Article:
As a transplant recipient, prioritizing your health and wellness is of great importance. What you eat and drink is one component of your overall health – and making sure these foods and beverages are safe for you to consume is equally as important.
Good food safety and food handling guidelines should be followed by everyone.“According to the Centers for Disease Control and Prevention, 48 million persons get sick, 128,000 are hospitalized, and 3,000 die from food-borne infection and illness in the United States each year. Many of these people are children, older adults, or have weakened immune systems and may not be able to fight infection normally.”1
This is exactly why good food safety practices are so important for those who have undergone a transplant surgery. The medications used to prevent rejection (such as CellCept and Tacrolimus or Sirolimus) suppress – or weaken – your immune system, making you more susceptible to food-borne pathogens.
The USDA promotes 4 key ideas to help reduce the risk of food-borne illness. These key ideas are: Clean, Separate, Cook and Chill. Great information regarding these 4 steps is available here: https://www.foodsafety.gov/keep-food-safe/4-steps-to-food-safety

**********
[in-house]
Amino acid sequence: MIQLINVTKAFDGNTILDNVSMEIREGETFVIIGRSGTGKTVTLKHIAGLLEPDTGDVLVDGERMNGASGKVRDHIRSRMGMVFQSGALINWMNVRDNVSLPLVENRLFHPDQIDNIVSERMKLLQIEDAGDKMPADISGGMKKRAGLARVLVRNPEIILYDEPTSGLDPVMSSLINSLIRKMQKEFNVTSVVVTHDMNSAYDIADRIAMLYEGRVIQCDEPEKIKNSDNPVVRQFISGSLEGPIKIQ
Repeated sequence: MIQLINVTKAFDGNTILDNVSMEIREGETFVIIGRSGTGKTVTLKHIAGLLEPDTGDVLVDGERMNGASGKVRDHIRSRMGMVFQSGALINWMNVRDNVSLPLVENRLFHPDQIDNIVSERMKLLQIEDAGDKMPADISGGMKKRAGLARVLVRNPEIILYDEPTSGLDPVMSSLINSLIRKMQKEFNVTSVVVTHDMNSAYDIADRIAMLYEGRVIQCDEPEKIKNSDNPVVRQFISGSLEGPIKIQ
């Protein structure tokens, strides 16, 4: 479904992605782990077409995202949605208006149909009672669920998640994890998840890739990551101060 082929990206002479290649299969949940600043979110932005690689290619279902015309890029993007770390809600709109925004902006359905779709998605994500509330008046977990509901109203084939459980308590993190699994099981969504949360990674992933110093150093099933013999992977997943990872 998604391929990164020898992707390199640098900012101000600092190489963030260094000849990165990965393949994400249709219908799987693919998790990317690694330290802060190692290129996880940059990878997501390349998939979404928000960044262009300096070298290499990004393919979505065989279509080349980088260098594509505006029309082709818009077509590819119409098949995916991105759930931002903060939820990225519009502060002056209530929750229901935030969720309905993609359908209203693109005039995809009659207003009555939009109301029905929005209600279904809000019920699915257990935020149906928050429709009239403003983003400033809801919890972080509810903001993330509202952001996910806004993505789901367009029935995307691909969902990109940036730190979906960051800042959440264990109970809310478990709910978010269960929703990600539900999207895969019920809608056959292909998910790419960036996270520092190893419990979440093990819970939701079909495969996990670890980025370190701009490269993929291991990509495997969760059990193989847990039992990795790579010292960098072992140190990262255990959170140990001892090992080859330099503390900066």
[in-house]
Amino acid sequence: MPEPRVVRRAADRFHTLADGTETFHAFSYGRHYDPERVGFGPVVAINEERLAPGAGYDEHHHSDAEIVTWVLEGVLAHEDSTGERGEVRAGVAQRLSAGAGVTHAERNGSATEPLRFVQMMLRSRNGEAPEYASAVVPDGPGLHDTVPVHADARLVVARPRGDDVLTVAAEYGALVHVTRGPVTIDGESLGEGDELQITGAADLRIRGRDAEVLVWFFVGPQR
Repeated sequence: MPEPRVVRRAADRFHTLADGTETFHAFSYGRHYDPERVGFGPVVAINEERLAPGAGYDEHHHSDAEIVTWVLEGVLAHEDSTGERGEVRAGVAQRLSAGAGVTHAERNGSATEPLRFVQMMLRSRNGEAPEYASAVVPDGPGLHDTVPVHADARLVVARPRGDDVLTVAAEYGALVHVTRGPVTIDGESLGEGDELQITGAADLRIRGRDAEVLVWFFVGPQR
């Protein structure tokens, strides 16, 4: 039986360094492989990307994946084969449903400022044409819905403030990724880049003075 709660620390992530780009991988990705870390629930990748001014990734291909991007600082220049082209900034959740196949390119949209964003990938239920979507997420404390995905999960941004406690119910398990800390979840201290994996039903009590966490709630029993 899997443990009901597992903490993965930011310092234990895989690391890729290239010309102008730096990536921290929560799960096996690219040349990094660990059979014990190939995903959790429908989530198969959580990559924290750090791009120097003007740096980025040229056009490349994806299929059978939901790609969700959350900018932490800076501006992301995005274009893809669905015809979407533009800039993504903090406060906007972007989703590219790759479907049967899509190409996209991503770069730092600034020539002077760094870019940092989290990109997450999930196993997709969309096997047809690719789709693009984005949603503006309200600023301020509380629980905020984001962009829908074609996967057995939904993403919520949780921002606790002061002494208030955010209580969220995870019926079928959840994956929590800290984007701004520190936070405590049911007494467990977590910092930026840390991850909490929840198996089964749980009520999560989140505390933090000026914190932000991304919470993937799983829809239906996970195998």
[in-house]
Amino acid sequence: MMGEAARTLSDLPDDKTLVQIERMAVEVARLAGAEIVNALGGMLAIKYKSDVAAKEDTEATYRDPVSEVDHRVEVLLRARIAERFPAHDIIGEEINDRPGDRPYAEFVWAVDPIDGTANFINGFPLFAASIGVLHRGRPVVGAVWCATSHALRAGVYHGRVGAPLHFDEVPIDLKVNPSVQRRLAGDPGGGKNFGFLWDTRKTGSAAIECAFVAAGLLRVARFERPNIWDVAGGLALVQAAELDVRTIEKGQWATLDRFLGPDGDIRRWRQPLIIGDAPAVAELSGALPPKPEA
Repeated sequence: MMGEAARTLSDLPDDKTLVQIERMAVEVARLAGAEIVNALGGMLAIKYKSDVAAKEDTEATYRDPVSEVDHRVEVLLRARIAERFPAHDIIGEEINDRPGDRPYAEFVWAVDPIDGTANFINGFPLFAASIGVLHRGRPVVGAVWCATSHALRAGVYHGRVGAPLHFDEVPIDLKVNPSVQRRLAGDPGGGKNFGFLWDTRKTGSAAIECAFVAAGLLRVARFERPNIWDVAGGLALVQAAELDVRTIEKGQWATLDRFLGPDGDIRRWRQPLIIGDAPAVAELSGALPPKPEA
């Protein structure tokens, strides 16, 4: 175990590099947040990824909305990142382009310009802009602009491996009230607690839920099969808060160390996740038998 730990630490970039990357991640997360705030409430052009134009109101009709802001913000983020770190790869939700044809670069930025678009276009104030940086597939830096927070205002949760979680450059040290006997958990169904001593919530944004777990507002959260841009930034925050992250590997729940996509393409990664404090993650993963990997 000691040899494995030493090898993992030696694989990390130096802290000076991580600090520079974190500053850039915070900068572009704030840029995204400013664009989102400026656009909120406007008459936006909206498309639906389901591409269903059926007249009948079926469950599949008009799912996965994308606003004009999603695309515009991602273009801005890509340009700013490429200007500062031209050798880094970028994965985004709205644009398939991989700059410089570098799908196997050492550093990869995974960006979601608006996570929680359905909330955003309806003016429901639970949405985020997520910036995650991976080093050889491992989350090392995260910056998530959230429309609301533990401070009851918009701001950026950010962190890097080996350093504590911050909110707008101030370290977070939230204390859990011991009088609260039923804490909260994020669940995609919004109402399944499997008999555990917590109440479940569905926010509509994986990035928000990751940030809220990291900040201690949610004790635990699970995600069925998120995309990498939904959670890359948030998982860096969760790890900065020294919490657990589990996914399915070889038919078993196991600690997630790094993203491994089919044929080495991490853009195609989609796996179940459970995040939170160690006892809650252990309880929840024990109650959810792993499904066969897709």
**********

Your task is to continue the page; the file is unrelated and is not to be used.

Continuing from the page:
Additionally, it is important to know which foods are higher risk (meaning they carry a greater risk for food-borne pathogens) and which foods are lower risk.
If you have well water, your well should be tested every 6 months and be found free from coliforms. If you have questions regarding the safety of your well water, you should speak with your transplant team for more information.
Following these good food safety practices and avoiding high risk foods are just a few ways to help keep you and your transplanted organ healthy.
References: 1. https://www.fda.gov/media/83755/download
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